The second installment in the 12 Days of Notre Dame (Christmas) may be a little bit less lovable than the first. Because today’s “gifts” are:
…Two doubting pundits.
Namely, Mark May and Rick Reilly.
Hear me out.
At the beginning of the year,
no one everyone but those fans who think Notre Dame will go undefeated every season didn’t see it happening.
Like many of my colleagues, yours truly pegged another 8-win season on this Irish squad. Maybe even seven. I bear no ill will toward Notre Dame nor its football team, but with the storm the program was facing (Aaron Lynch’s departure, Tommy Rees’s arrest, a wounded secondary, a brand new quarterback, Michael Floyd’s graduation, the most difficult schedule in the nation, etc.), a 10-2 season – let alone a national championship – just didn’t seem possible with this group.
No one was more vocal – or vicious – about this doubt than May and Reilly, and both of whom use the biggest name in sports news (Read: ESPN) as a platform.
May has long been Lou Holtz’s antithesis on ESPN’S Final Verdict, continually antagonizing the former Irish head coach whenever Holtz (unfailingly) picks a Notre Dame win. Their on-air feud came to a tipping point in 2010, when May said:
“As long as (Notre Dame) continues to water down their schedule with teams from Conference USA, from the MAC Conference, from the Mountain West Conference, they will not be in a national championship because they can’t even beat those teams. They can’t stop the Navy. Their defense has been horrible, horrendous. Just when I thought I was out of the Notre Dame bashing business, they brought me back in.”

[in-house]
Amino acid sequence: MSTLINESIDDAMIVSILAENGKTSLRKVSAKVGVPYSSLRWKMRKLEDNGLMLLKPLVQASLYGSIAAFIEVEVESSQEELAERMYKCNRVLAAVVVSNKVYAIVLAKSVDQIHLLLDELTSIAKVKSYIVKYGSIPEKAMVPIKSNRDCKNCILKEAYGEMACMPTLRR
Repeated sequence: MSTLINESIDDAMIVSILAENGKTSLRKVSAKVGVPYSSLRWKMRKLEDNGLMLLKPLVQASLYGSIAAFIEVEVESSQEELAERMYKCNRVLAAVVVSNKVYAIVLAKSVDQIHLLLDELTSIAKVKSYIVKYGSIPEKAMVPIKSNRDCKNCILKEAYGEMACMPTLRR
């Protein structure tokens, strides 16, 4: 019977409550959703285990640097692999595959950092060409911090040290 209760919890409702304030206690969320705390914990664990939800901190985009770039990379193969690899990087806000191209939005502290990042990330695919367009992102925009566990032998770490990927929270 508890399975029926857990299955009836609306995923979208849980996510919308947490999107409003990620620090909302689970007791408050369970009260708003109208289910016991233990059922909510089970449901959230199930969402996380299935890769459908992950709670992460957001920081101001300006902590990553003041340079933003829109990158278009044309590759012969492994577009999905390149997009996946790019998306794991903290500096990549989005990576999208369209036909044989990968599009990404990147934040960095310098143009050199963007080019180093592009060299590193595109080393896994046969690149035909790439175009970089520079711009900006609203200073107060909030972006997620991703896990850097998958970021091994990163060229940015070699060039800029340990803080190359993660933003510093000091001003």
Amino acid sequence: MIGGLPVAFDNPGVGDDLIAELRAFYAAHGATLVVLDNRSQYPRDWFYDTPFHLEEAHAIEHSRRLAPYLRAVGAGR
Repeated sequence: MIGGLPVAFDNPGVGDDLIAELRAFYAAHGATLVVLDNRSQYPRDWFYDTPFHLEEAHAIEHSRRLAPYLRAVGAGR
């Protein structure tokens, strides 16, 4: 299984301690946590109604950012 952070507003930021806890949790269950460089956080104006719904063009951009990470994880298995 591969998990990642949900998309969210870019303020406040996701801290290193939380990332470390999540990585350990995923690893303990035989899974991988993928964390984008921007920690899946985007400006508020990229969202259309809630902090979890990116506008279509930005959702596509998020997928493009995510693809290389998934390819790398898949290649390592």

A verbal slap fight ensued.
Reilly drew the ire of Notre Dame fans in his famous column “demoting” Notre Dame from national relevance back in August. Reilly penned, “When did I quit on Notre Dame? When it quit on itself” and quoted USC quarterback Matt Barkley’s comments after last year’s win over the Irish, saying Notre Dame “gave up” in the waning moments of the game.
So why should Notre Dame be thankful for these guys?
Because they beat them.
Because May said he’d don a leprechaun suit and sing the Victory March if Notre Dame went to the national championship game. Because Reilly said he’d personally shine the golden helmets if the Irish beat USC.
Because, despite the players steadfastly maintaining throughout the season that they didn’t listen to the negativity or the media hype, the noise still found the them. Why else would Kapron Lewis-Moore have Tweeted Reilly minutes after beating USC, demanding to make his helmet “extra shiny” ?
Outside the locker room in August, precious few people believed this team would be title-bound this season. This team used the venom as motivation to band together and do the improbable. They loved proving the doubters wrong. And Reilly and May were the biggest of the bunch.
So May had his comeuppance.
And so did Reilly.
And Notre Dame is heading to the national championship.
Merry Christmas, indeed.
Previously on “12 Days of Notre Dame…”
…One Bob Diaco